Beaver Pond on an unnamed tributary of the Deerfield River, off of Forest Road 71, in the Green Mountain National Forest. This pond is about 1/3 mile east of the Deerfield in its headwaters reaches.
The RiverSmart Communities program combines social and river science, institutional and policy research, and community outreach at the University of Massachusetts Amherst to research and address river floods in New England. It is our vision that river management can restore the environmental integrity of rivers while ensuring that New England communities thrive in a world where floods naturally occur. To make this vision possible, our work aims to help New England’s communities become river-smart.
River-smart: Managing rivers and riverside landscapes, as well as our own actions and expectations, so people and communities are more resilient to river floods. Specifically: reducing flood severity, flood damage, and flood costs by understanding and accommodating the natural dynamics of rivers and river floods.
A key goal is to offer ideas and tools that can be used by people and groups across New England – land and river managers, riverside property owners, policy makers, government agency staff, community leaders, grass-roots activists, and others – so they can creatively build and advocate for systems that work for their own states and communities.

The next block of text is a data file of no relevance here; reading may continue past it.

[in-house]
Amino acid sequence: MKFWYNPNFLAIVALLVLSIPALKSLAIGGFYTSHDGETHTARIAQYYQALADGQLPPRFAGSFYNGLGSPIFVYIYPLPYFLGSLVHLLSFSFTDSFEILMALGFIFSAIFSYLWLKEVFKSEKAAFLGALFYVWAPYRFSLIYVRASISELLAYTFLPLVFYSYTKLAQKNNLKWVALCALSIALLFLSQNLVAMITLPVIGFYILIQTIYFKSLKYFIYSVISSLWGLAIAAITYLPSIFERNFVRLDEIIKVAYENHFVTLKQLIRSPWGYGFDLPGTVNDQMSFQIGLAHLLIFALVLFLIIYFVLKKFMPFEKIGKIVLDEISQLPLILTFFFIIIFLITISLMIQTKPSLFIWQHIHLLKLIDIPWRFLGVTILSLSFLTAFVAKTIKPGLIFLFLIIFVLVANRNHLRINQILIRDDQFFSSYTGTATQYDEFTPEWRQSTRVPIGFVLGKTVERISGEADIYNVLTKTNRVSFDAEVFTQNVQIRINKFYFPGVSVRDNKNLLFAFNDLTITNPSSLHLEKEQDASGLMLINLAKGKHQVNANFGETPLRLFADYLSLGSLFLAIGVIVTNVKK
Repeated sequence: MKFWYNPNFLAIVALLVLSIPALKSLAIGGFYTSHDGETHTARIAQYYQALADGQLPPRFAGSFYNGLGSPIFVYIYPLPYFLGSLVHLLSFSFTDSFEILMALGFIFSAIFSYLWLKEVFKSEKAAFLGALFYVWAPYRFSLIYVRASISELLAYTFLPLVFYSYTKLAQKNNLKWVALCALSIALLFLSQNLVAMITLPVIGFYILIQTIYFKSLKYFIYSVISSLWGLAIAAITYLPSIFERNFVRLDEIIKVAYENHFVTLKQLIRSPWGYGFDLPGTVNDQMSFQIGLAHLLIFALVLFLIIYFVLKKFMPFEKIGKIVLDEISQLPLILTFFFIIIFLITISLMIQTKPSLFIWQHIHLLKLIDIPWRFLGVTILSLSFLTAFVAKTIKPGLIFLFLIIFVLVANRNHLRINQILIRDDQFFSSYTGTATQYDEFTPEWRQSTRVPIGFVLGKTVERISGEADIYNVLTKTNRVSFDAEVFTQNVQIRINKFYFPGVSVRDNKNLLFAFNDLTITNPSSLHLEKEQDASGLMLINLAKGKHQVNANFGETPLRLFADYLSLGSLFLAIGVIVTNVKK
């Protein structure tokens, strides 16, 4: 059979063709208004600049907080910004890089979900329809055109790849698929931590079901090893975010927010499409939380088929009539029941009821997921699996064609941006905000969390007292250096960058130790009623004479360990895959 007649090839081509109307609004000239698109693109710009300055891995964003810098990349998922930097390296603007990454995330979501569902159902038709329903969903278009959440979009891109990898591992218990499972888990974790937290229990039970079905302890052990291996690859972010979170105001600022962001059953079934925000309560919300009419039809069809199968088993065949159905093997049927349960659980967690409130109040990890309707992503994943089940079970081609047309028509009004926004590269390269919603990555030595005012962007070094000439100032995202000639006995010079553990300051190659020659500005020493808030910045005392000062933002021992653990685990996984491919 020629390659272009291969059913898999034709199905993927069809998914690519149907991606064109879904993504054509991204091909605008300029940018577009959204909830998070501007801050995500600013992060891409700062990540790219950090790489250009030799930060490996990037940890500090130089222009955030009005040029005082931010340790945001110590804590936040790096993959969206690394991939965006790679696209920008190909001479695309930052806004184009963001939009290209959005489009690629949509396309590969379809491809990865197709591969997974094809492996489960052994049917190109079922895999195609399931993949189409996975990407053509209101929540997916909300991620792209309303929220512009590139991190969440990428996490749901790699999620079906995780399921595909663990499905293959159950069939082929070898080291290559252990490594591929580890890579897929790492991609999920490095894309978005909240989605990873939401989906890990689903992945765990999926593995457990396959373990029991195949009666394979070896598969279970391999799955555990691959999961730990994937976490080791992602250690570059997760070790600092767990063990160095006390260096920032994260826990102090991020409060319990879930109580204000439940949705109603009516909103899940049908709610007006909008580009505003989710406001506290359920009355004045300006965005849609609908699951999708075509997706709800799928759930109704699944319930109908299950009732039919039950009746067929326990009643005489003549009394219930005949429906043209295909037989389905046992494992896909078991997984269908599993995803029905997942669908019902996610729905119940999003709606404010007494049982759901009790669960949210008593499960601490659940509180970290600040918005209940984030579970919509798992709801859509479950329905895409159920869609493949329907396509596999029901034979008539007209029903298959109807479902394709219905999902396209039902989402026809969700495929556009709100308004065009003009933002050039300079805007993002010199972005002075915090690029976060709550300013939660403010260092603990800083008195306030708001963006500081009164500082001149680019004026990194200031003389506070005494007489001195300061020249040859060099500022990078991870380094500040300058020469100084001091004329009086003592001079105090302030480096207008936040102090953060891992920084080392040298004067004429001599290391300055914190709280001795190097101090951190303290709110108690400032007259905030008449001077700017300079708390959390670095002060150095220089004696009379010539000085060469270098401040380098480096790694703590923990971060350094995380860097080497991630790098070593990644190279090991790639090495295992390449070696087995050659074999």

In this website you can find summaries of the many projects included in the RiverSmart Communities program. You can also find educational and outreach materials that may be used to promote sustainable river management in your community.
Landslide looking down towards Route 2 and the Cold River.
Landslide occurred August 2011, during Tropical Storm Irene.
Photo taken Fall 2015.
King Brook, looking downstream from the outlet of Hallockville Pond. Notice the breached stone dam in the mid distance. The size of the trees behind the dam give an idea of how long its been since the dam was last in use.
This reach is typical of high gradient, forested headwater streams that have a step-pool shape. Boulders or fallen tree limbs span much or all of the channel. Water flows over these obstructions, in a series of small stepped waterfalls into the next dowstream pools. They are commeon in gradients ranging from 5 to 20%.
Small waterfall and step pools, King Brook.
Aerial view of Mohawk Trail in upper reaches of Cold River, showing areas damaged by Irene, now restored.
Chickley River near Scott Road, Hawley - downstream view. A family camp on this spot was washed away by Irene.